Plumbing has been a part of human society for around 5000 years. It’s changed a bit over that time, but many of the fundamentals still remain the same, and for the past 500 years or so, it’s been an integral part of life.
Yet, despite being present in every British home and used by all on a daily basis, many people have next to no knowledge of how it all works. Luckily, plumbing professionals exist to install and manage these important elements of our lives, but does that mean we should all remain in the dark?
Sometimes, it pays to know the basics.
Even if you can’t repair a boiler or replace a toilet, knowing a bit more than your average Joe about plumbing can be beneficial in the long run, from managing minor problems by yourself to identifying issues before they arise.
With that in mind, here are some plumbing tips for absolute beginners — the things we should all know.
Finding the Stopcock
What is a stopcock?
A stopcock is a valve that exists on your property. It is used to shut off mains water supply when turned in a clockwise direction. You may need to do this for a number of reasons, from emergencies to building work. But would you know where it is if you needed to shut the water down in a hurry?
Stopcocks are traditionally found under the main kitchen sink in your home. However, you may find them in your bathroom, by the front door, in the main hallway, or by your gas/electricity metres. Sometimes, though, the stopcock is not in a common location, which can be frustrating and a little stressful.
So what do you do if you can’t find the stopcock? You check unconventional locations.
A stopcock will be located somewhere where mains water runs into the home. Strange places you might find it are:
- Behind your oven or other appliances
- Under floorboards
- Outside the property, often on the street or in the garden buried under a plastic lid
- In communal areas or hallways (flats and apartments)
Turning Off Water When On Holiday
Should you turn off your water supply while away? It’s a question many ask but few are actually sure of.
Could it cause damage to your plumbing?
Turning off your water supply will not damage your plumbing. It is actually advantageous to do so when leaving for a week or two away. This is simply because you may have drips or leaks in the home that you don’t know about. If left for a long time, they can cause serious property damage. It also stops water becoming stagnant in your pipes and ensures that if there was an emergency, such as a burst water pipe outside your home, that pressure changes wouldn’t affect your plumbing systems.
As part of our plumbing tips, we advise that when turning off your water, you check that the valve has been completely closed. You can do this by running your taps and emptying your system of water.
If you find your water carries on running even after a while, then you haven’t closed the valve properly, or there is an issue you need to sort out. Test your ability to shut off the mains water supply days or weeks prior to leaving, so if there is a problem, you don’t have to stress about it while on holiday.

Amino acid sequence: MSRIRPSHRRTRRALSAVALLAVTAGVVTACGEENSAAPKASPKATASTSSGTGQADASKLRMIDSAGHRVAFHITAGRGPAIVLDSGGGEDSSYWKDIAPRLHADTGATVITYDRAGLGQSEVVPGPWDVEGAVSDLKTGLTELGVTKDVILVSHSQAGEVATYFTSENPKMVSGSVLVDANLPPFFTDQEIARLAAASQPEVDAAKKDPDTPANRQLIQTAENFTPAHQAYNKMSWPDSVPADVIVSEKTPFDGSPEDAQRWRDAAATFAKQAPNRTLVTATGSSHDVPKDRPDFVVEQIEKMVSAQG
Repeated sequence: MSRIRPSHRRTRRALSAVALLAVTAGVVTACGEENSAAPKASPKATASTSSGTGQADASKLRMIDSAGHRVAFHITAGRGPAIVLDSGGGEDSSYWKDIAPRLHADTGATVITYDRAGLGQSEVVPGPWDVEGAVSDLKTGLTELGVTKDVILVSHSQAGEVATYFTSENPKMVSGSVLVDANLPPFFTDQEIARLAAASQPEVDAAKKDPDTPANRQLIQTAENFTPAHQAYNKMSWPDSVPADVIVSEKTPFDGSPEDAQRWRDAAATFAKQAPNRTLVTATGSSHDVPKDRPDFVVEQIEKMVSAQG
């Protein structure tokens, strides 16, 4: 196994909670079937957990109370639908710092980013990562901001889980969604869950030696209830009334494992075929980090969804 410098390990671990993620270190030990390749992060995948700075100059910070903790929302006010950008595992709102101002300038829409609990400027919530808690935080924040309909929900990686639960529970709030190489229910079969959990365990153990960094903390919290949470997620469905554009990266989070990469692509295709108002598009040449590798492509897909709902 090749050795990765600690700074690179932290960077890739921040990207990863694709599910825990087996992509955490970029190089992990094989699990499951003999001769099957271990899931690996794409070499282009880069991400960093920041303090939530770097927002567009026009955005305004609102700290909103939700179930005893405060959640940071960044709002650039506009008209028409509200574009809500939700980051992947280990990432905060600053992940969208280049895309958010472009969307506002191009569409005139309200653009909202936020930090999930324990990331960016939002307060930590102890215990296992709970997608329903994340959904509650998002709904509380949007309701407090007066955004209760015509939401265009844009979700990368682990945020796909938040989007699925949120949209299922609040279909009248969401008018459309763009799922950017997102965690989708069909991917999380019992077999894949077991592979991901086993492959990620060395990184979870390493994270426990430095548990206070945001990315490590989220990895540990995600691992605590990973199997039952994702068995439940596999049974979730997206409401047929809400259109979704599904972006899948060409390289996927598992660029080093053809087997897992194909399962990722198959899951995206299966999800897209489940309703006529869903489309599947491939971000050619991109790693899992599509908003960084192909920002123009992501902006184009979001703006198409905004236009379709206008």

The added bonus of draining your system of water is that it can help stop or prevent noisy pipes, too.
Identifying Potential Problems
Emergency plumbing problems can be very expensive — both due to property and plumbing system damage. Most issues, however, can be stopped with preventative action if caught early enough. In order to prevent problems, you need to know what you are looking for. Here is a checklist of things to keep an eye/ear out for:
- Damage or cracking
- Mildew or mould
- Strange noises
- Water pressure changes
Even those inexperienced people looking for plumbing tips would expect to watch out for cracks or rust, though. What’s more important is where you look for these problems. To prevent plumbing disasters, you’ll need to check:
- External plumbing areas — These include plumbing in places like garages and outside fixtures.
- Closed off spaces — Places such as attics, basements, sealed areas, underfloor spaces and cupboards under the stairs
- Under sinks — Sinks receive a lot of usage and a prime places for wear and tear. Check pipework around sinks, as well as those harder-to-see areas leading up into basins.
- Toilets, Showers and Baths — These are areas we tend not to take a closer look at, but like sinks, they receive a great deal of use. Look inside cisterns and remove bath panelling to inspect pipework and listen for strange sounds.
- Boilers — A shiny case does not mean there is no damage occurring within. Check all pipes going in and out of your boiler and listen closely while it performs certain tasks, such as turning on, switching off, heating water and even while idle.
Think Of Your Boiler Like a Car
The average boiler has a lifespan of about 10-12 years.
The average car has a similar range.
Yet, you wouldn’t expect a car to run for a decade without any maintenance, so why do you expect your boiler to do the same? Many people fail to understand the importance of boiler repair and maintenance.
Your boiler can only be a well-oiled and efficient machine if you keep it that way. Like other machinery, boilers are prone to problems caused by usage — and we use our boilers a lot!
A boiler is a huge investment. To ensure you get the most out of it and it reaches its maximum age, you need to care for it like it’s a vehicle. Repair any issues immediately and have it taken through regular maintenance schedules carried out by professionals.
An annual check may seem extreme, but when it comes to an appliance we rely so heavily on like a boiler, the extra costs are worth the benefits of a long-lasting, more reliable and more efficient piece of equipment.
A collaborative post.